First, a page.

A proton therapy center will provide advanced cancer treatment in Lee County
The nearest other proton therapy centers for Southwest Florida residents are two in Miami, one in Delray Beach and one in Orlando. Two centers are planned for in the Tampa area.
The land’s been scraped bare, the brick and mortar will come soon. By 2025, Southwest Florida will have its first proton therapycenter to fight cancer.
Dr. Arie Dosoretz, a radiation oncologist, is the force behind Southwest Florida Proton. He started planning the project three years ago.
Ali Onuralp, vice president of sales in North America for IBA, the Belgium-based company that sells the proton machines, said he was at the gym when he received an unsolicited call from Dosoretz.
"He had existing knowledge,” Onuralp said. “He always had this vision.”
IBA ( Ion Beam Applications) ended up with the contract to build, install and maintain the proton therapy machine known as Proteus 1.
The 35,000-square-foot building will sit on the northwest corner of Three Oaks and Estero parkways in south Lee County. It will cost more than $70 million and be the only proton center between Tampa and Miami.
“It’s the most advanced form of radiation therapy,” Onuralp said.
Proton therapy can be used near sensitive and hard-to-reach areas such as the spine, brain, throat and left-sided breast cancers, Dosoretz said.
Proton therapy is more precise than regular radiation treatments. It targets only the tumors, limiting damage to good tissue and causing fewer side effects.
It is especially helpful for infants and young children with cancer. It lowers the risk for children developing a future cancer caused by normal radiation.
Dosoretz returned to Fort Myers in 2015 after receiving his medical degree and an MBA at the University of Pennsylvania in Philadelphia and his residency at Yale University’s New Haven Hospital. He is a founding partner of Advocate Radiation Oncology in Fort Myers, which will work with Southwest Florida Proton.
“I had the opportunity to stay in that environment,” he said of Yale and his other stops, “but I wanted to bring that level of care to where I’m from.”
He called proton therapy a “missing cancer tool in Southwest Florida.”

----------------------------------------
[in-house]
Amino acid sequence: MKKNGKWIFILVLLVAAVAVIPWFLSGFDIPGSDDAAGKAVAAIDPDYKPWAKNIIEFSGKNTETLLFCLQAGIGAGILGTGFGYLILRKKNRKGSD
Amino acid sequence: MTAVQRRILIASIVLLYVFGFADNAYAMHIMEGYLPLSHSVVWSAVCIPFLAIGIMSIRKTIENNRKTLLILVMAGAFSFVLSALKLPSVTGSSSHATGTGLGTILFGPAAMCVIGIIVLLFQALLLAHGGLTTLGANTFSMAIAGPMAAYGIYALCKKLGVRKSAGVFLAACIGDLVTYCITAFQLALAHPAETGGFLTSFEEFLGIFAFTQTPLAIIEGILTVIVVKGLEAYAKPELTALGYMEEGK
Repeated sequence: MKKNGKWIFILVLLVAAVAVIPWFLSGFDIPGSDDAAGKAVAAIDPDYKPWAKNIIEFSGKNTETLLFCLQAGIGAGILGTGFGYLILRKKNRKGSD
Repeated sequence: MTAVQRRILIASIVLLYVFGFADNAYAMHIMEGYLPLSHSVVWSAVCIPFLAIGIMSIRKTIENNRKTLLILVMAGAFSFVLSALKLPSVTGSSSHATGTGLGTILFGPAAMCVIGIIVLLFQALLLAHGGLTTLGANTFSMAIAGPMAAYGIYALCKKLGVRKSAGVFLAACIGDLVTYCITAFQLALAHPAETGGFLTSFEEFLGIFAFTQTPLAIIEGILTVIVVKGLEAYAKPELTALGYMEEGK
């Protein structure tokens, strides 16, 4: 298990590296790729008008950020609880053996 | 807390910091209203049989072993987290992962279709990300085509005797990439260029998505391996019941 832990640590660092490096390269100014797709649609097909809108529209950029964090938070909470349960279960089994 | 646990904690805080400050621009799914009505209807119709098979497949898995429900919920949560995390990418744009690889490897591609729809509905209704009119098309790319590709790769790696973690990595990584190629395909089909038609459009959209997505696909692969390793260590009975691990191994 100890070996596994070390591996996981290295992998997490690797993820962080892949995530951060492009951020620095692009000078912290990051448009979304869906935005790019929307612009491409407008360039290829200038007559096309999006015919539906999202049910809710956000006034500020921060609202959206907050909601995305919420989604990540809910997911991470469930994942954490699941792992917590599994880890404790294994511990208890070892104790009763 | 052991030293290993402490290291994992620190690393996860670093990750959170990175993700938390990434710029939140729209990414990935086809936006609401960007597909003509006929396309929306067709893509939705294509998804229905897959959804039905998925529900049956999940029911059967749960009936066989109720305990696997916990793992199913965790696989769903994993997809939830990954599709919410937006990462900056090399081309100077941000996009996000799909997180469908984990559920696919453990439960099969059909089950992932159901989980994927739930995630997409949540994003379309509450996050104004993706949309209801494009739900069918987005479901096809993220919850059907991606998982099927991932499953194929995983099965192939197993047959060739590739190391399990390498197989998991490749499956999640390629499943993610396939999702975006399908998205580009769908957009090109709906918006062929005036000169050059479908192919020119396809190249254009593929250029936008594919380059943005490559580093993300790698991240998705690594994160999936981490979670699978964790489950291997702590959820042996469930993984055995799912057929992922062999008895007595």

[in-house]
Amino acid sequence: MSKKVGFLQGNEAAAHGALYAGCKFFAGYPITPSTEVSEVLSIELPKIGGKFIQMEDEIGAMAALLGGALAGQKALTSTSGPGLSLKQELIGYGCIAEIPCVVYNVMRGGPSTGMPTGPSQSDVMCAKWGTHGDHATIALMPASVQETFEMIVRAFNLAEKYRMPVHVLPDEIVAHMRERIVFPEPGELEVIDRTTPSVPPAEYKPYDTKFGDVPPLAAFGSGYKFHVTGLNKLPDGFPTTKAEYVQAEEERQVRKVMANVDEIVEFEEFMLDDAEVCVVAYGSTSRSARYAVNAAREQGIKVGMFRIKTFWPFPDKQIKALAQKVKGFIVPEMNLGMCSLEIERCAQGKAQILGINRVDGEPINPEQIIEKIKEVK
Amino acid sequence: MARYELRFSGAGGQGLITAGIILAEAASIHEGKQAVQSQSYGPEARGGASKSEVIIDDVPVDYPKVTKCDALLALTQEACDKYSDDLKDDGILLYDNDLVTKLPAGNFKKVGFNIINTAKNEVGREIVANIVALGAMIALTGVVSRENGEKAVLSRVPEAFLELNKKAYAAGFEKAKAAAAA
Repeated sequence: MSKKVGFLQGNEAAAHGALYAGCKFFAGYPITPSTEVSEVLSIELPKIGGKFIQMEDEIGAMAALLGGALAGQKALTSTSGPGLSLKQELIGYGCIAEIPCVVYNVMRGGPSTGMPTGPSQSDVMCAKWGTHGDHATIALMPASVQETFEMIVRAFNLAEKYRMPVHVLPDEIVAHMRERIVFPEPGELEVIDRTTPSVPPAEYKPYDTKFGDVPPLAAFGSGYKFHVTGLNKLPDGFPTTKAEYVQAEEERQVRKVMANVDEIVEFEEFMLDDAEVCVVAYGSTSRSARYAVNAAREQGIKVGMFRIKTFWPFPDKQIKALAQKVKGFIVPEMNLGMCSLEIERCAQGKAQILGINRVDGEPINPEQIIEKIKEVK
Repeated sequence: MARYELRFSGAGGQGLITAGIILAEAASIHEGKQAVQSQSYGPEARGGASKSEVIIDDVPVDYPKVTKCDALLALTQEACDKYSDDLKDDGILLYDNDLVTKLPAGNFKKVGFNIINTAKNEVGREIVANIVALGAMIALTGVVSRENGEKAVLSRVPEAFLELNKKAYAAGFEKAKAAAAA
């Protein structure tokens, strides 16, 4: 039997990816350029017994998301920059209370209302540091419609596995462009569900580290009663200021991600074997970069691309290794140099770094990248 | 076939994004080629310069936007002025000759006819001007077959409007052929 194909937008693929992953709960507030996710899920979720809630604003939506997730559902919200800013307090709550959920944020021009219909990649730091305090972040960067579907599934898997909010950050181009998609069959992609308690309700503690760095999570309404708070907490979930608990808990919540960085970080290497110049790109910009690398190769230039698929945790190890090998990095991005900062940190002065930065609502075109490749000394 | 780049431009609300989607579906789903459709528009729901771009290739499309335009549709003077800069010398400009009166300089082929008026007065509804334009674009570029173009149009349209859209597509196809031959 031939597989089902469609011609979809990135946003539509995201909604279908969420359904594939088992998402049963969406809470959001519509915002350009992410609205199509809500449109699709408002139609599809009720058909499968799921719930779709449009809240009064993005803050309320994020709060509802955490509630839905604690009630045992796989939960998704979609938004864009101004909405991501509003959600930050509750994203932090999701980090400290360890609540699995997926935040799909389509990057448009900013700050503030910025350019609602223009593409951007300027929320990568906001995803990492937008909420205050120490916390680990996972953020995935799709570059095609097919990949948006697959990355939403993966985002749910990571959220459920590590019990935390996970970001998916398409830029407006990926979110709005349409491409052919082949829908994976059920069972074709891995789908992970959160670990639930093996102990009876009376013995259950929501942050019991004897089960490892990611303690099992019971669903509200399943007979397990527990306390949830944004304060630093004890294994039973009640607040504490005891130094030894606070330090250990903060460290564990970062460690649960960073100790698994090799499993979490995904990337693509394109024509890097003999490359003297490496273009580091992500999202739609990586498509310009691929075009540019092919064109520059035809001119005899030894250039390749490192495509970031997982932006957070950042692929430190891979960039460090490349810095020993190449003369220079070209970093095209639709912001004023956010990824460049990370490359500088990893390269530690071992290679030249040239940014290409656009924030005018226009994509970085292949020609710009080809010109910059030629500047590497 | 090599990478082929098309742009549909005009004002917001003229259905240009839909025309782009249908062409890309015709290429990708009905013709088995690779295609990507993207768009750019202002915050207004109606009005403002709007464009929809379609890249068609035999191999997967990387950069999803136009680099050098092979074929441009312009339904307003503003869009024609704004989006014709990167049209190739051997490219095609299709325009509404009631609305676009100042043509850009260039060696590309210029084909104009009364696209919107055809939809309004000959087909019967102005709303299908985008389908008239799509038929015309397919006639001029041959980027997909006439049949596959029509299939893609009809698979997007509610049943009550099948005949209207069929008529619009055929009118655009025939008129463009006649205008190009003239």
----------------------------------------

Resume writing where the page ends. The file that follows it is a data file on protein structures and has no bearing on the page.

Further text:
A tool might be an understatement. The accelerator, which speeds up the energy of the protons, weighs 110,000 pounds. The beams travel at two-thirds the speed of light. The gentry and counterweight, which rotate around the patient, weigh 150,000 and 40,000 pounds respectively.
The system costs between $20 million and $28 million, and it requires a three-story building to house it.
Once installed, it takes 12 months to calibrate the machines. The beams shoot into the patient using submillimeter measurements. The company then signs off on 150 pages of tests before it becomes operable.
“Proton centers are not so common because they are large and expensive,” Dosoretz said. “You need a symphony of moving parts and people.”
The symphony includes technical people, engineers, physicists and doctors. Then there’s the staff of nurses and office managers. Onuralp said his company will have two people on-ite 24 hours a day.
There are about 40 proton therapy centers in the United States, according to the National Association of Proton Therapy.
“Florida’s density is quite impressive,” Onuralp said. “Florida’s the proton capital of the world.”
Still, the closest centers for Southwest Florida residents are two in Miami, one in Delray Beach and one in Orlando. Two centers are planned for the greater Tampa Bay region, Onuralp said.
Doseritz picked the Estero Parkway site because of the location.
“I wanted a position near Fort Myers and Naples, he said.
It’s not far from an Interstate 75 exit, and it’s near Southwest Florida International Airport.
Being near the airport is important because Dosoretz thinks the center can attract people from other parts of the country.
“It’s a nice place to come and stay for a while,” he said.
Patients do have to stay. Treatments can last from several days to weeks.
“It’s not like once you have surgery you get to go home,” Dosoretz said.
But the therapy can cut down on the number of visits, Onuralp said. The technology makes it safer to increase the doses so it can cut down on the number of sessions.
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